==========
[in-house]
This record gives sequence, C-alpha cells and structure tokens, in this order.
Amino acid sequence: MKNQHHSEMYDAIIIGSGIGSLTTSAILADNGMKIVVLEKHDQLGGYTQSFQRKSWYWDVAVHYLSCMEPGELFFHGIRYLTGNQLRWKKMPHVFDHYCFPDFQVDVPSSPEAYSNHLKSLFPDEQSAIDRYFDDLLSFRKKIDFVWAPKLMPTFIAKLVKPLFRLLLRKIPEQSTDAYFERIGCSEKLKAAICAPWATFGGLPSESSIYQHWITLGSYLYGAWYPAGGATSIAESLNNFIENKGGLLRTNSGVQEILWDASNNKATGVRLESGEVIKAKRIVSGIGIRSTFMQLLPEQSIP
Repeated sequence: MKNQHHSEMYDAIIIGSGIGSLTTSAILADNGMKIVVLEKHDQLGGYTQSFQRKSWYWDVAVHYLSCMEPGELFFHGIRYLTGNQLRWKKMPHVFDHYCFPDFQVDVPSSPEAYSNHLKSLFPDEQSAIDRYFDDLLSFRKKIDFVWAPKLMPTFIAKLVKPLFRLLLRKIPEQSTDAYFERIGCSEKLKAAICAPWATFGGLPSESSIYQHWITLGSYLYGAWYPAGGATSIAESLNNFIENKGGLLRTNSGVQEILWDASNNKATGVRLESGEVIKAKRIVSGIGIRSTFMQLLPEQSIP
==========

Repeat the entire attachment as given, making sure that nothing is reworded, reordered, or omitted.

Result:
[in-house]
This record gives sequence, C-alpha cells and structure tokens, in this order.
Amino acid sequence: MKNQHHSEMYDAIIIGSGIGSLTTSAILADNGMKIVVLEKHDQLGGYTQSFQRKSWYWDVAVHYLSCMEPGELFFHGIRYLTGNQLRWKKMPHVFDHYCFPDFQVDVPSSPEAYSNHLKSLFPDEQSAIDRYFDDLLSFRKKIDFVWAPKLMPTFIAKLVKPLFRLLLRKIPEQSTDAYFERIGCSEKLKAAICAPWATFGGLPSESSIYQHWITLGSYLYGAWYPAGGATSIAESLNNFIENKGGLLRTNSGVQEILWDASNNKATGVRLESGEVIKAKRIVSGIGIRSTFMQLLPEQSIP
Repeated sequence: MKNQHHSEMYDAIIIGSGIGSLTTSAILADNGMKIVVLEKHDQLGGYTQSFQRKSWYWDVAVHYLSCMEPGELFFHGIRYLTGNQLRWKKMPHVFDHYCFPDFQVDVPSSPEAYSNHLKSLFPDEQSAIDRYFDDLLSFRKKIDFVWAPKLMPTFIAKLVKPLFRLLLRKIPEQSTDAYFERIGCSEKLKAAICAPWATFGGLPSESSIYQHWITLGSYLYGAWYPAGGATSIAESLNNFIENKGGLLRTNSGVQEILWDASNNKATGVRLESGEVIKAKRIVSGIGIRSTFMQLLPEQSIP